On Fri, 2007-10-12 at 11:44 +0200, Michael Paesold wrote:
> Simon Riggs wrote:
> > On Fri, 2007-10-12 at 01:24 -0400, Alvaro Herrera wrote:
> >> Yes, I think it is easy to mark the "is for xid wraparound" bit in the
> >> WorkerInfo struct and have the cancel work only if it's off.
> >> However, what I think should happen is that the signal handler for
> >> SIGINT in a worker for xid wraparound should not cancel the current
> >> vacuum. Instead turn it into a no-op, if possible. That way we also
> >> disallow a user from cancelling vacuums for xid wraparound. I think he
> >> can do that with pg_cancel_backend, and it could be dangerous.
> > I think that is dangerous too because the user may have specifically
> > turned AV off. That anti-wraparound vacuum might spring up right in a
> > busy period and start working its way through many tables, all of which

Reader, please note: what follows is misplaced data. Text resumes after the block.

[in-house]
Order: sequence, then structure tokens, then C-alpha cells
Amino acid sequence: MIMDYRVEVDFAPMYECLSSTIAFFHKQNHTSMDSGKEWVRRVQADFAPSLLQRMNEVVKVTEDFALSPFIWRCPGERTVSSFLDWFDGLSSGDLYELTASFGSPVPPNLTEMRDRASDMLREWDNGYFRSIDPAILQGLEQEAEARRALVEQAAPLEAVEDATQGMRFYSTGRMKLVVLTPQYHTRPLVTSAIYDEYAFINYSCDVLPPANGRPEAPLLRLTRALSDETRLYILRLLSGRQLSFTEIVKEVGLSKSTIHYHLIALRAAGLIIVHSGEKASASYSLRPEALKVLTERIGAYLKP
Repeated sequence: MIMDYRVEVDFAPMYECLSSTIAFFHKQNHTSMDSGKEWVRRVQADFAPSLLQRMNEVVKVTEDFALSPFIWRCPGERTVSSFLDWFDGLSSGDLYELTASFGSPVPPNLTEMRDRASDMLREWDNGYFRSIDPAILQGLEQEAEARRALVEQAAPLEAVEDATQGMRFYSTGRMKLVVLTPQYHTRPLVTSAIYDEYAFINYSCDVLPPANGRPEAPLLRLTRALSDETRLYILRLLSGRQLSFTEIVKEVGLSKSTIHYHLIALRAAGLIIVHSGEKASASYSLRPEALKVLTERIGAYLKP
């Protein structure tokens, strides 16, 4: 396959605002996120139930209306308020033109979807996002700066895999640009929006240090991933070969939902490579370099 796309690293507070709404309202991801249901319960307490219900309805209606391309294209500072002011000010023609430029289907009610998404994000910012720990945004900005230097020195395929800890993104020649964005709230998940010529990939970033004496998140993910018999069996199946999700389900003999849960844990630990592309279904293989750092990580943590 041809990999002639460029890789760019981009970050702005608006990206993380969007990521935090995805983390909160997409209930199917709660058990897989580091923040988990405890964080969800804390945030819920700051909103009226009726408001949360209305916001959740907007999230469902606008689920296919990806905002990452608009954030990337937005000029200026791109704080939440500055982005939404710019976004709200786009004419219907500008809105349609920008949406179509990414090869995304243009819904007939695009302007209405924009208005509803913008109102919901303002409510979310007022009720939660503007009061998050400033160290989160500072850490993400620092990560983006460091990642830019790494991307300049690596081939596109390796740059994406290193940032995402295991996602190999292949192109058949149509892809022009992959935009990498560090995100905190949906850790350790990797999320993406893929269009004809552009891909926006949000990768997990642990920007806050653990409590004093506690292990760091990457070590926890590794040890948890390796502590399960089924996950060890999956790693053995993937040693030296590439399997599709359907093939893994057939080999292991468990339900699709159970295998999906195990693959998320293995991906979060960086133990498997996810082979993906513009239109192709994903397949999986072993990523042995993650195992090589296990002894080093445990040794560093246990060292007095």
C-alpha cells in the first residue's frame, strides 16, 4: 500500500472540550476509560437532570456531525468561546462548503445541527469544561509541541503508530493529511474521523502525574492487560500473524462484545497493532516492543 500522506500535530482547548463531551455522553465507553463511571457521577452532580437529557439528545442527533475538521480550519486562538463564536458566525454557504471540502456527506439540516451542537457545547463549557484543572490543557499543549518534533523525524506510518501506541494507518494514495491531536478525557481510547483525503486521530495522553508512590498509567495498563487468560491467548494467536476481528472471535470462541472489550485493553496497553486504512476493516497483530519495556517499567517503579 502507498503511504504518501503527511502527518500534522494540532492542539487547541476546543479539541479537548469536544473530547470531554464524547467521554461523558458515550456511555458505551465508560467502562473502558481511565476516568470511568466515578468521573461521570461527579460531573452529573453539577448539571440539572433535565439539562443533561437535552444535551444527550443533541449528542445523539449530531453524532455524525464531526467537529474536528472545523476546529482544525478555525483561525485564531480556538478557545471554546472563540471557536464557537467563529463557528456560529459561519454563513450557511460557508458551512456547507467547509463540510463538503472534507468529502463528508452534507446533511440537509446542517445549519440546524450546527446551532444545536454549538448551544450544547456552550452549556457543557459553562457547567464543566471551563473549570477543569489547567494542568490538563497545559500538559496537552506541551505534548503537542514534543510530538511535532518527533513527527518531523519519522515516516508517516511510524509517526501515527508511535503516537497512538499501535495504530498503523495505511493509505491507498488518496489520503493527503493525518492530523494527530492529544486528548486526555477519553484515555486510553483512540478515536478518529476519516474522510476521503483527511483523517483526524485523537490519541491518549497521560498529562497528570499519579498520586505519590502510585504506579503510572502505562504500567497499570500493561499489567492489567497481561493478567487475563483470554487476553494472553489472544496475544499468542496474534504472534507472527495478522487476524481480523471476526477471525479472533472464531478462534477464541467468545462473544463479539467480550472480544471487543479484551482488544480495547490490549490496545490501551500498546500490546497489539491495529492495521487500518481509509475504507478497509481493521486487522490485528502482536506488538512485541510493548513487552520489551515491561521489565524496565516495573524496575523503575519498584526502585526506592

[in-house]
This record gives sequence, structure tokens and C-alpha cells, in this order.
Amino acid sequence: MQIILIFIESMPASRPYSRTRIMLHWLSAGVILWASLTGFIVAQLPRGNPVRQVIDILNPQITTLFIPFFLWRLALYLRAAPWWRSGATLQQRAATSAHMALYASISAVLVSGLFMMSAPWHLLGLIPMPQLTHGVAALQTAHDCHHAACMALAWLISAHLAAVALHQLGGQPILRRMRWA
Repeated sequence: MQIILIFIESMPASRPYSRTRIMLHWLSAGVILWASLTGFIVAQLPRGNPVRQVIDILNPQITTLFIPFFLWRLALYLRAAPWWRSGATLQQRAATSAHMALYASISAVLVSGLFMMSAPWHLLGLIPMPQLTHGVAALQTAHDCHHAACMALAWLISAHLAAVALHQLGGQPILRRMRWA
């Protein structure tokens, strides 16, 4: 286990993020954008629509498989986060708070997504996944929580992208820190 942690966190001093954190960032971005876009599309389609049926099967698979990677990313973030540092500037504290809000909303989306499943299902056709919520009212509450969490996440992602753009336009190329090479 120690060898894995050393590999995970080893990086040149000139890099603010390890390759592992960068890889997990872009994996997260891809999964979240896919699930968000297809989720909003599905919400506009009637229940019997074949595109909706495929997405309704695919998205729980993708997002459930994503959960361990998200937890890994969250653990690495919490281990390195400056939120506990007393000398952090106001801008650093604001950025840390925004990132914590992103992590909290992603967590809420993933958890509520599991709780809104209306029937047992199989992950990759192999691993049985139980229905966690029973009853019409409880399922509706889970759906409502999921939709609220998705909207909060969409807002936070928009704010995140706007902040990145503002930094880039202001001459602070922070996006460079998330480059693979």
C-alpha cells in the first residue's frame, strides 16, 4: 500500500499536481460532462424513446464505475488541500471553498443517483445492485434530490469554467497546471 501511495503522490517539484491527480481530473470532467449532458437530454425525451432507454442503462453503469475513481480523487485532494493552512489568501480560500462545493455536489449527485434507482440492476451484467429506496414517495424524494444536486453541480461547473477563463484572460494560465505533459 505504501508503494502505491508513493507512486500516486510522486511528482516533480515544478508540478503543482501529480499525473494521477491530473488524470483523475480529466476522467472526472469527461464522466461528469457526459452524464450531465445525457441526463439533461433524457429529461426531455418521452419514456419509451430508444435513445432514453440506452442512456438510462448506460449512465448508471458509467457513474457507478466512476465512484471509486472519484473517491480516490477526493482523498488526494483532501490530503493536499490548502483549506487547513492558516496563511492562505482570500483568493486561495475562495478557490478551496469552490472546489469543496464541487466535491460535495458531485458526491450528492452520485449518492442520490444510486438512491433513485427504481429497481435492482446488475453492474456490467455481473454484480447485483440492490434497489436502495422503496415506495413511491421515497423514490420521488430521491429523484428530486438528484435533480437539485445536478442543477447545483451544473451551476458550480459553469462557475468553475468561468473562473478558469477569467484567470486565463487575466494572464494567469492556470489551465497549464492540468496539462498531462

> > cause massive writes to occur. That's about as close to us causing an
> > outage as I ever want to see. We need a way through that to allow the
> > user to realise his predicament and find a good time to VACUUM. I never
> > want to say to anybody "nothing you can do, just sit and watch, your
> > production system will be working again in no time. Restart? no that
> > won't work either."
> You are probably right that VACUUM going full-steam is a bad idea in most
> situations. Except for anti-wraparound vacuum, cancellation seems the most
> reasonable thing to do. Because autovacuum will usually pickup the table in
> time again.
Yeh, if we do have to do the second emergency anti-wraparound, then that
should be at full speed, since there's nothing else to do at that point.
> The only problem I would see is if someone has an application that does a
> lot of schema changes (doesn't sound like a good idea anyway). In that case
> they would better issue manual vacuums on such tables.
I can't see a use case for regular DDL as part of an application, on an
otherwise integral table (lots of updates and deletes).
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